Trump set to order steel and aluminum tariffs Thursday afternoon
While the White House has repeatedly said these tariffs should come as no surprise, the news has riled many GOP lawmakers, U.S. trade partners, and even some inside Trump's own White House.
President Donald Trump plans to sign a proclamation enacting steel and aluminum tariffs at a Thursday meeting following a week's worth of controversy over his plans to impose the new penalties, the White House said just hours before the event.
Trump first announced the meeting — which had not previously been listed on the White House's official schedule — Thursday morning on Twitter, saying that new protections for these industries would show "great flexibility and cooperation toward those that are real friends and treat us fairly on both trade and the military.”
In the immediate aftermath of the tweet, it was still unclear — even to many within the administration — precisely what would happen at the 3:30pm event, a White House official told NBC News. Mid-afternoon, the administration announced that the president would use the event to officially move forward on the new policy.
Trump reiterated his desire to levy tariffs of 25 percent on steel and 10 percent on aluminum products at a Cabinet meeting Thursday, but told reporters that the U.S. would be "flexible" in their application, adding Australia to the list of allied nations that could see some sort of exemption from the penalties.
On Wednesday, the White House said Canada and Mexico would likely get carve-outs on the tariffs.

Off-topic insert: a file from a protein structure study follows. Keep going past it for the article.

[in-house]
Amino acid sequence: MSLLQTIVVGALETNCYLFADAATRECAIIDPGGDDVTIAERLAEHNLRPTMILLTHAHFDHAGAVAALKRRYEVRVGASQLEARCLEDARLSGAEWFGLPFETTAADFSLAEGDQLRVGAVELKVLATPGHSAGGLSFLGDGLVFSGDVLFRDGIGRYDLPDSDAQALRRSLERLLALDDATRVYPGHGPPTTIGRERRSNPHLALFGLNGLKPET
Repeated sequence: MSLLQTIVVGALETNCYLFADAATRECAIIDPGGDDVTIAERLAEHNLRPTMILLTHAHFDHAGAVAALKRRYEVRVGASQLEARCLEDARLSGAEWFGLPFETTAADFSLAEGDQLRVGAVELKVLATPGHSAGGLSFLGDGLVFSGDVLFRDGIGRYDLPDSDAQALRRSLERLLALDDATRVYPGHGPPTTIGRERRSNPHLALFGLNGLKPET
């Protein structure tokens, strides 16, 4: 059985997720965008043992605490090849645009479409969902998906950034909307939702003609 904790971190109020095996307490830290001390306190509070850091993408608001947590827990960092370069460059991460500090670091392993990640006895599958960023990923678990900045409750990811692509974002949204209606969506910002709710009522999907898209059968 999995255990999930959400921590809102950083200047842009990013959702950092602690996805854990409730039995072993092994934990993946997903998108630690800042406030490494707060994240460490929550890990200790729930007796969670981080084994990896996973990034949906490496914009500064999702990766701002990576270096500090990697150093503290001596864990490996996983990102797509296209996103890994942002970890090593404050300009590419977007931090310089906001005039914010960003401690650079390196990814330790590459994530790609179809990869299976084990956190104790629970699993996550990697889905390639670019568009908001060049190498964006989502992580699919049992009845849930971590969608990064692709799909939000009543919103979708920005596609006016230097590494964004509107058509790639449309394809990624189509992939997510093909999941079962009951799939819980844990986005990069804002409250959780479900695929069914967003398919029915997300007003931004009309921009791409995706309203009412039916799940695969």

"I’ll have a right to go up or down, depending on the country and I’ll have a right to drop out countries or add countries. We just want fairness," Trump said Thursday.
While the White House has repeatedly said these tariffs should come as no surprise, the news has riled many GOP lawmakers, U.S. trade partners, and even some inside Trump's own White House. National Economic Council Director Gary Cohn resigned Tuesday following the president's unexpected announcement that he planned to enact the trade penalties.
On Thursday, Trump praised and knocked Cohn in the same breath, saying he was "terrific" despite being "a globalist... but in his own way he's a nationalist, because he loves our country."
Cohn, a former Goldman Sachs banker and a registered Democrat from New York, was tagged as a "globalist" by detractors in and outside the White House who used it pejoratively to signal that he was opposed to Trump's more populist or "nationalist" economic message during the 2016 campaign.
Trump predicted that Cohn, on hand for Thursday's Cabinet meeting, would "maybe come back" to the administration making "another couple of hundred million" dollars in the private sector, though he wouldn't come back to the same role as a top economic advisor because "he's not quite as strong on those tariffs as we want."